Student-grown produce now served at MDining Halls
With the first delivery of Campus Farm fresh produce to Mosher Jordan dining hall on June 29, the university’s sustainability goal of using more local food products made another giant leap forward. And students -- both participants in the Campus Farm as well as those enjoying the delicious results -- are learning hands-on lessons about food sustainability, being an engaged consumer, and sources of essential nutrition.
The Campus Farm began in 2012 and is a year-round, student-run greenhouse and farm space within Matthaei Botanical Gardens. It was founded by students in the University of Michigan Sustainable Food Program (UMSFP) and is a multi-stakeholder collaborative project of UMSFP, Sustainable Food Systems Initiative (SFSI), faculty and staff, the Matthaei Botanical Gardens and Nichols Arboretum. The Botanical Gardens and Arboretum manages over 700 acres of gardens, research areas, and nature preserves around the Ann Arbor area. Over the past five years, the farm has been building its soil and its infrastructure to grow primarily vegetables and herbs. With UMSFP and others, it also helps support several satellite gardens on campus including one at East Quad residence hall.
On the farm students from across-the-board disciplines, who are interested in sustainability and environmental stewardship, work together to produce seasonable vegetables such as kale, swiss chard, cherry tomatoes, zucchini and much more. This partnership helps achieve a university-wide goal of purchasing 20 percent sustainably sourced food by 2025.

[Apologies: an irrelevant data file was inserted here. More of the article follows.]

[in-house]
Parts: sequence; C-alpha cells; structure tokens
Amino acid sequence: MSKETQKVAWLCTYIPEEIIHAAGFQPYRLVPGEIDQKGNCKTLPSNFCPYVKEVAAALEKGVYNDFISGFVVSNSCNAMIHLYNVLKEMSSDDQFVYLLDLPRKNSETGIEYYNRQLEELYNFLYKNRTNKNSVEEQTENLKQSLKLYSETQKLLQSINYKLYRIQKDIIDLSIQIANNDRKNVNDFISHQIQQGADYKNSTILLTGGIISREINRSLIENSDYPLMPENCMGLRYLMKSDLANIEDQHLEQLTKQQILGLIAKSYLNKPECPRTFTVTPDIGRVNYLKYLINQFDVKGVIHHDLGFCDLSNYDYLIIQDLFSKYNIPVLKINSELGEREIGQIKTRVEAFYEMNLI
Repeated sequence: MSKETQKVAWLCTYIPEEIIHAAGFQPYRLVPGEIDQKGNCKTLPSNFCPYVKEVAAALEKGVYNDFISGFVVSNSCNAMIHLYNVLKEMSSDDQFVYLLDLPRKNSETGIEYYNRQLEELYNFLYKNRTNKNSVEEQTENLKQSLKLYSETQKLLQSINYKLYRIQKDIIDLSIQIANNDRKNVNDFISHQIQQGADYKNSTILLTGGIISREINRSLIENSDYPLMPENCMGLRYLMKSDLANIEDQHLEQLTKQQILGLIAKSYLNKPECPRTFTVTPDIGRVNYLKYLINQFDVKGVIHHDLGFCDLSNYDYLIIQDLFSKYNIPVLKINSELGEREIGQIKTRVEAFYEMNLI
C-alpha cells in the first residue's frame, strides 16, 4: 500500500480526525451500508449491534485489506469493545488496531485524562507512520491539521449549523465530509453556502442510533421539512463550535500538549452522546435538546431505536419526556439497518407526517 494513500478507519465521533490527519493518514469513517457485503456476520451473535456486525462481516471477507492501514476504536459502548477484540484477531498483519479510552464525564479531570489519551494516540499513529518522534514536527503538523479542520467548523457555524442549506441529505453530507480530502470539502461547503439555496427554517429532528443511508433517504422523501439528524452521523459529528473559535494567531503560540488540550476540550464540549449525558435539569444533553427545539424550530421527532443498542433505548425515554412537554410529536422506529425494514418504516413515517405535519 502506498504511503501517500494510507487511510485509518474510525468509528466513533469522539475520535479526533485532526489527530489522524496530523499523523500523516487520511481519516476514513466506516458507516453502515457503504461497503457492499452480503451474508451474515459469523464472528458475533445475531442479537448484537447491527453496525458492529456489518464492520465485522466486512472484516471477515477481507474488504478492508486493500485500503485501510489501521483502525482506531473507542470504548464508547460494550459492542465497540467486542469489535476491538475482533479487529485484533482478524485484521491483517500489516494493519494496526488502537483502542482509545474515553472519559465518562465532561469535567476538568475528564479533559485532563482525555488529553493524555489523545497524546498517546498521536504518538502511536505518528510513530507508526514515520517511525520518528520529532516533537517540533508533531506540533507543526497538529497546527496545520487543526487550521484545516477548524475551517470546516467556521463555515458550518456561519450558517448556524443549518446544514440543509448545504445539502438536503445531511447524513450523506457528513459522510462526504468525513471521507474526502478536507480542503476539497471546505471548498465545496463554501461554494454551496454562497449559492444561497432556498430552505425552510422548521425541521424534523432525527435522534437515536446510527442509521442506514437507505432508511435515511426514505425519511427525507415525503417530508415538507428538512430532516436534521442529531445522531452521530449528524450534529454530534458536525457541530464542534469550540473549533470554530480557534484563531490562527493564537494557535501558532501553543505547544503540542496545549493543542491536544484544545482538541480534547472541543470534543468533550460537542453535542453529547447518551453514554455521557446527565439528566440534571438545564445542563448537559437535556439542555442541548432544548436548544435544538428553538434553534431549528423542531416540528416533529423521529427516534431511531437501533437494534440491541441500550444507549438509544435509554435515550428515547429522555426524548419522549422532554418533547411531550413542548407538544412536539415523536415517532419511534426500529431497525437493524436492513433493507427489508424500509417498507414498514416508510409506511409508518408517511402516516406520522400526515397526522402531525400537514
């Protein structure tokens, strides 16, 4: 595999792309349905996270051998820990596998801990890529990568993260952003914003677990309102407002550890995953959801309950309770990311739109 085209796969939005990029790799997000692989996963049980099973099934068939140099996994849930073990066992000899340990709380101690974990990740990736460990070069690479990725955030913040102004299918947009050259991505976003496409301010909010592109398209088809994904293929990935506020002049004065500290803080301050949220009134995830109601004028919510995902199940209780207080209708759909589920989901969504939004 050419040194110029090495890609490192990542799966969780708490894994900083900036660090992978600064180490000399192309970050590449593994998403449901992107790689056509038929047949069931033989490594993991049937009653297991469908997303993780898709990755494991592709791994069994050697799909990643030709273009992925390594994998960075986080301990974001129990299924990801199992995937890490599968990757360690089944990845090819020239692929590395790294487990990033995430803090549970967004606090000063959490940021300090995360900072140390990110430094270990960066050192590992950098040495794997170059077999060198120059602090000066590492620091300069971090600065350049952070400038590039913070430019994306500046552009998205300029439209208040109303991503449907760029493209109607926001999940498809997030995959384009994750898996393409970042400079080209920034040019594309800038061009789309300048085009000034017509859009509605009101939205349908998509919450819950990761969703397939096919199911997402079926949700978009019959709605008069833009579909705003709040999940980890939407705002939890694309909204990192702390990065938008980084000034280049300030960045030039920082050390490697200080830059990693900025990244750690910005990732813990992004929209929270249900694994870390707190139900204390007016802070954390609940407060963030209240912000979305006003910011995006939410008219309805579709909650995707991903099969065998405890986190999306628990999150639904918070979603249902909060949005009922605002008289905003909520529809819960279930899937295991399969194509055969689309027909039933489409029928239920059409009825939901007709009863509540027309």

Campus Farm was able to begin supplying its produce to dining halls after attaining its USDA Good Agricultural Practices (GAP) food safety certification. This effort was in part made possible by the addition of a covered produce wash station built by volunteers and student farmers.
“Sustainability is what students want,” says MDining Executive Chef Frank Turchan. “Students want fresh and local items, and the chefs are excited to use better and tastier ingredients. At the same time, we need to find ways to lower our carbon footprint. We can now use local food from our campus to lead conversations nationally on the importance of a more sustainable food system. Purchasing food that students grew, student-employees prepared, and students consume is a win-win-win.”
This partnership also creates a complete loop: students are growing the food, which is then prepared and served by students to fellow students. Food waste becomes compost which can then used on the farm, Turchan says.
Year-round production using a passive-solar hoop house will help the farm’s production continue throughout the year and increase the opportunities for students to engage in the farm during the school year. Plans are to build two more hoop houses this year that will increase production and student participation while providing fresh greens for use in the dining halls all winter long.
In addition to providing seasonal produce to their fellow students, student farm staff are participating in a valuable learning experience regarding food cultivation, our current food system, and sustainability, explains Jeremy Moghtader, farm manager.
“It’s a conversation starter and creates a hands-on leadership development opportunity for students while raising awareness of food issues. It also has the potential to ensure that U-M students learn to be engaged citizens, and are more aware of the impact of food systems on public health, the health of the environment and our economy as well as the opportunities to be leaders and creative problem solvers in that space,” Moghtader says.
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